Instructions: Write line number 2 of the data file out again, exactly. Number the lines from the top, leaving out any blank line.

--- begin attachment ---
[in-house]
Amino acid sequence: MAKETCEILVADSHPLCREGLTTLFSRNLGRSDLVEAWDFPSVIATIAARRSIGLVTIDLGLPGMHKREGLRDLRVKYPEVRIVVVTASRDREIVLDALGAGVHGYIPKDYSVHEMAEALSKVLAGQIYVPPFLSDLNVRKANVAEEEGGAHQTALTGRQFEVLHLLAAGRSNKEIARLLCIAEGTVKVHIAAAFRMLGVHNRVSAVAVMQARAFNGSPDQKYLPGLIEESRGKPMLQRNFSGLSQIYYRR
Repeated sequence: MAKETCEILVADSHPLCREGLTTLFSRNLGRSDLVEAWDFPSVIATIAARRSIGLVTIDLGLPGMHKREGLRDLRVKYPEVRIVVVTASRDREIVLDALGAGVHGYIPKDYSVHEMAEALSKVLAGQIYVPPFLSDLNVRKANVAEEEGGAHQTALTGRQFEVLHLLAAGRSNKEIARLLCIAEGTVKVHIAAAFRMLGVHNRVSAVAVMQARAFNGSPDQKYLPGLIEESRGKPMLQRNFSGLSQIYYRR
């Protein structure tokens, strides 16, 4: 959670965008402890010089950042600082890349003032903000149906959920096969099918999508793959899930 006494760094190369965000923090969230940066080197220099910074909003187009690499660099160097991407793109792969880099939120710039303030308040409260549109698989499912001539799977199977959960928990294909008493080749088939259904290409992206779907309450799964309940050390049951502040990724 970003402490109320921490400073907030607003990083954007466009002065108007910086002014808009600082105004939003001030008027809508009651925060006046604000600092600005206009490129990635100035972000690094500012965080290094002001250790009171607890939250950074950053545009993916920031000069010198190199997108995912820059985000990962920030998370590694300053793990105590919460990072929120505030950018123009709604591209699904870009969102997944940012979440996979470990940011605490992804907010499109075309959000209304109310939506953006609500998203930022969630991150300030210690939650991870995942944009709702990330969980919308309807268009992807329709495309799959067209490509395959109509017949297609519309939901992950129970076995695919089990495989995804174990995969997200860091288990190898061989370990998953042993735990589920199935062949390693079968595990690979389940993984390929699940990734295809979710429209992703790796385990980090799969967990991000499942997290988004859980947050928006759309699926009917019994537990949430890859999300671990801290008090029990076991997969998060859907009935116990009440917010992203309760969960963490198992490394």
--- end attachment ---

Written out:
Amino acid sequence: MAKETCEILVADSHPLCREGLTTLFSRNLGRSDLVEAWDFPSVIATIAARRSIGLVTIDLGLPGMHKREGLRDLRVKYPEVRIVVVTASRDREIVLDALGAGVHGYIPKDYSVHEMAEALSKVLAGQIYVPPFLSDLNVRKANVAEEEGGAHQTALTGRQFEVLHLLAAGRSNKEIARLLCIAEGTVKVHIAAAFRMLGVHNRVSAVAVMQARAFNGSPDQKYLPGLIEESRGKPMLQRNFSGLSQIYYRR